A Recovery Run by Jim Kirby

I’ve always felt more things applied to running than not, at least symbolically. In many ways, my involvement in running has helped me to preserver in different aspects of my life such as enduring suffering, understanding the work needed to achieve a goal, appreciate delayed gratification and the need to see the big picture and not to focus only on the immediately accessible.

Running certainly applies to faith. The apostle Paul knew and understood that. He was no stranger to running or at least he was aware of running as a sport.

“Do you not know that in a race all the runners run, but only one gets the prize? Run in such a way as to get the prize. Everyone who competes in the games goes into strict training. They do it to get a crown that will not last, but we do it to get a crown that will last forever. Therefore I do not run like someone running aimlessly; I do not fight like a boxer beating the air. No, I strike a blow to my body and make it my slave so that after I have preached to others, I myself will not be disqualified for the prize.” (Cor 1.9 24-27)

“I presented to them the gospel that I preach among the Gentiles. I wanted to be sure I was not running and had not been running my race in vain.” (Gal 2:2)

  • “You were running a good race. Who cut in on you to keep you from obeying the truth?” (Gal 5:7)
  • “And then I will be able to boast on the day of Christ that I did not run or labor in vain.” (Phil 2:16)
  • “I have fought the good fight, I have finished the race, I have kept the faith.” (2 Tim 4:7)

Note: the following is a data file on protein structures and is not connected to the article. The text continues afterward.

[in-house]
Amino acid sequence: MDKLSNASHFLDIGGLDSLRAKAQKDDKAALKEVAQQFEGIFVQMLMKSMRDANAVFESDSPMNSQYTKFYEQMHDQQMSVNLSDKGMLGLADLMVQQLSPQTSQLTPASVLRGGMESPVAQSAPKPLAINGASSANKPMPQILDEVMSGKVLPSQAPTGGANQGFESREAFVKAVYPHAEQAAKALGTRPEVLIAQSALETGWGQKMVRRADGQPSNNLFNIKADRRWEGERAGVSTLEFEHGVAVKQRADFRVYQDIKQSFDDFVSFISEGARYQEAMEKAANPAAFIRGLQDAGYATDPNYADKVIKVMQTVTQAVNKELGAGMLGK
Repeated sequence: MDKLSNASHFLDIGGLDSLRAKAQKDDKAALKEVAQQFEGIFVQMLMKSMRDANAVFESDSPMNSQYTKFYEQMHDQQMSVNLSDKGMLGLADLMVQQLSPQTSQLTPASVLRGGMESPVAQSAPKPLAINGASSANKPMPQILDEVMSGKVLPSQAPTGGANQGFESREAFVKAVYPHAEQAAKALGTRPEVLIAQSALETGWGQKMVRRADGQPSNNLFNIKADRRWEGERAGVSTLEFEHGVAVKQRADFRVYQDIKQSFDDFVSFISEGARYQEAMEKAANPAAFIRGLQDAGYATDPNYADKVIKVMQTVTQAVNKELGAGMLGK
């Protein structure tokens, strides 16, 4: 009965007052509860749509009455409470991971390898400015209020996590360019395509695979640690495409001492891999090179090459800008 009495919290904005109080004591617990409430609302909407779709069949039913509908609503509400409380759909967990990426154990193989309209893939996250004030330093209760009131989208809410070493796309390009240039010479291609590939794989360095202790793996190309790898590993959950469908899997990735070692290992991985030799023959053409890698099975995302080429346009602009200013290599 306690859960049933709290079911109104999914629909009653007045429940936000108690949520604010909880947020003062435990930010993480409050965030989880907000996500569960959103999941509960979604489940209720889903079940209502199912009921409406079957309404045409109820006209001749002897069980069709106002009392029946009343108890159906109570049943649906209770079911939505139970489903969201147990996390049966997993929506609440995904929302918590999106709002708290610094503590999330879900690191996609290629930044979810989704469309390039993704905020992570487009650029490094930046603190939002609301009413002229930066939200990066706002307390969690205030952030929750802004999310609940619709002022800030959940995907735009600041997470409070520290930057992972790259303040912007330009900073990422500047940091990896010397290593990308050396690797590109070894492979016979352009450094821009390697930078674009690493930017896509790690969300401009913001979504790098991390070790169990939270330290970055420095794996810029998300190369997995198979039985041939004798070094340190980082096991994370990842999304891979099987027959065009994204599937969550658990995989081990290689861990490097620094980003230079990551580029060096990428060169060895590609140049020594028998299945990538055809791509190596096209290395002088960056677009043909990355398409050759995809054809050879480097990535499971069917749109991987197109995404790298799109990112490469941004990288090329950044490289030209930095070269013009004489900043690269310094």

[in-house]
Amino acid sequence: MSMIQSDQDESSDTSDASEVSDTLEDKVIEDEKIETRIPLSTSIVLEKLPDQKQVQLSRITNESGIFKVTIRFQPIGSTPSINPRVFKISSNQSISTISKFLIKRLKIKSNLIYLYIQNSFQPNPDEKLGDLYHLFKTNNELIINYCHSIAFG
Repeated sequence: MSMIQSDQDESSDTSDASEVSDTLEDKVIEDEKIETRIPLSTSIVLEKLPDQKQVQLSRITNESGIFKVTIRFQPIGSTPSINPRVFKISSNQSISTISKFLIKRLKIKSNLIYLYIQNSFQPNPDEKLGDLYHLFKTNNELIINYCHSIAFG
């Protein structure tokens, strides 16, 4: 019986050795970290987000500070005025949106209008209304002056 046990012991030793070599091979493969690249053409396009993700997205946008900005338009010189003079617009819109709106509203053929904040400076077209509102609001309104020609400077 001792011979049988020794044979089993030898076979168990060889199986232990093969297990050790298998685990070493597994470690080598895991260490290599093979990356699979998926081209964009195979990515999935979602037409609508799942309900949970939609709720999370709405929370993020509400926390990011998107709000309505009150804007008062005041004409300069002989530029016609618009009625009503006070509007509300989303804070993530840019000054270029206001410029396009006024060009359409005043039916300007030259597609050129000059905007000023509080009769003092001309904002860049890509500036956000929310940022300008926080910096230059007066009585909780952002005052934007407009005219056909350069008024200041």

I am forever applying the lessons and symbolic virtues of running to my life and I can’t help escape it now as I look at another plus 50 birthday and deal with the issues of life.  As with any runner in the midst of training I am sometimes in need of a long recovery run. I need to recover from the hard intervals, challenging, exhausting competition and other efforts. I need to flush the system of all the lactic acid, impurities and hopefully expand and make the system more efficient. Most people call them vacations or extended weekends, but for me these recovery runs take the form of walks, retreats or simply spending more time doing the fun and easy things that make me happy and or sane. Some times they have very little to do with spirituality and definitely nothing to do with work and being a priest, although taking those recovery runs make me better at all of those things.

Like any worthwhile long run it isn’t always easy, I mean a long run of 20 miles, while good and effective for a runner, still takes ambition to do it and even though it may be done at an easy pace there does come a time when blood sugars drop and carbohydrates can get depleted. Even so, the determined runner must continue and I know that the long runs I take in life will be no different.  Like most long runs, it will be easy and fun at first, but difficult at different points along the way. These long runs are absolutely necessary and needed for me to improve as a Christian, person and yes, a runner. It is, as author Matt McCue described “An Honorable Run.” (Thanks Matt!) I invite you to follow along and perhaps attempt your own recovery run in your own way.